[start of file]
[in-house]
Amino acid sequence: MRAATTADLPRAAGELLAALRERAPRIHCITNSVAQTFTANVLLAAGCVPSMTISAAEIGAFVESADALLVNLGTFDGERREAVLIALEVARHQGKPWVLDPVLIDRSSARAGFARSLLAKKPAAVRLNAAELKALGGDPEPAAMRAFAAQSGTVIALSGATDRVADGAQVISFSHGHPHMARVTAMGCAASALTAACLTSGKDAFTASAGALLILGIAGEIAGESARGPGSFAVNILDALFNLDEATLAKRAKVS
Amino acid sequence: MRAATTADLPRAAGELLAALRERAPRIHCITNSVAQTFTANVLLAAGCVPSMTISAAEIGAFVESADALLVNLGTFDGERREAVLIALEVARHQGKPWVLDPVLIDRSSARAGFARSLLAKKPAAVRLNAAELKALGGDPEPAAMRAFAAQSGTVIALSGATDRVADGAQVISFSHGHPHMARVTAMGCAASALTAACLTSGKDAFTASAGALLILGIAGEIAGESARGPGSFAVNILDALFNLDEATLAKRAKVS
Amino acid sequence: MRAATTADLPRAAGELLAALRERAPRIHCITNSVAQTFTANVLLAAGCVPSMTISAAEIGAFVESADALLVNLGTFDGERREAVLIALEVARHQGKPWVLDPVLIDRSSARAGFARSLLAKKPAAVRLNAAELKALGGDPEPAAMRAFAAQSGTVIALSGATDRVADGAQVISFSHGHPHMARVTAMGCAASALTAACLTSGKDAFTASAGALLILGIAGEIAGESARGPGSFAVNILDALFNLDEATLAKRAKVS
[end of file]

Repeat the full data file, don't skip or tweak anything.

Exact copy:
[in-house]
Amino acid sequence: MRAATTADLPRAAGELLAALRERAPRIHCITNSVAQTFTANVLLAAGCVPSMTISAAEIGAFVESADALLVNLGTFDGERREAVLIALEVARHQGKPWVLDPVLIDRSSARAGFARSLLAKKPAAVRLNAAELKALGGDPEPAAMRAFAAQSGTVIALSGATDRVADGAQVISFSHGHPHMARVTAMGCAASALTAACLTSGKDAFTASAGALLILGIAGEIAGESARGPGSFAVNILDALFNLDEATLAKRAKVS
Amino acid sequence: MRAATTADLPRAAGELLAALRERAPRIHCITNSVAQTFTANVLLAAGCVPSMTISAAEIGAFVESADALLVNLGTFDGERREAVLIALEVARHQGKPWVLDPVLIDRSSARAGFARSLLAKKPAAVRLNAAELKALGGDPEPAAMRAFAAQSGTVIALSGATDRVADGAQVISFSHGHPHMARVTAMGCAASALTAACLTSGKDAFTASAGALLILGIAGEIAGESARGPGSFAVNILDALFNLDEATLAKRAKVS
Amino acid sequence: MRAATTADLPRAAGELLAALRERAPRIHCITNSVAQTFTANVLLAAGCVPSMTISAAEIGAFVESADALLVNLGTFDGERREAVLIALEVARHQGKPWVLDPVLIDRSSARAGFARSLLAKKPAAVRLNAAELKALGGDPEPAAMRAFAAQSGTVIALSGATDRVADGAQVISFSHGHPHMARVTAMGCAASALTAACLTSGKDAFTASAGALLILGIAGEIAGESARGPGSFAVNILDALFNLDEATLAKRAKVS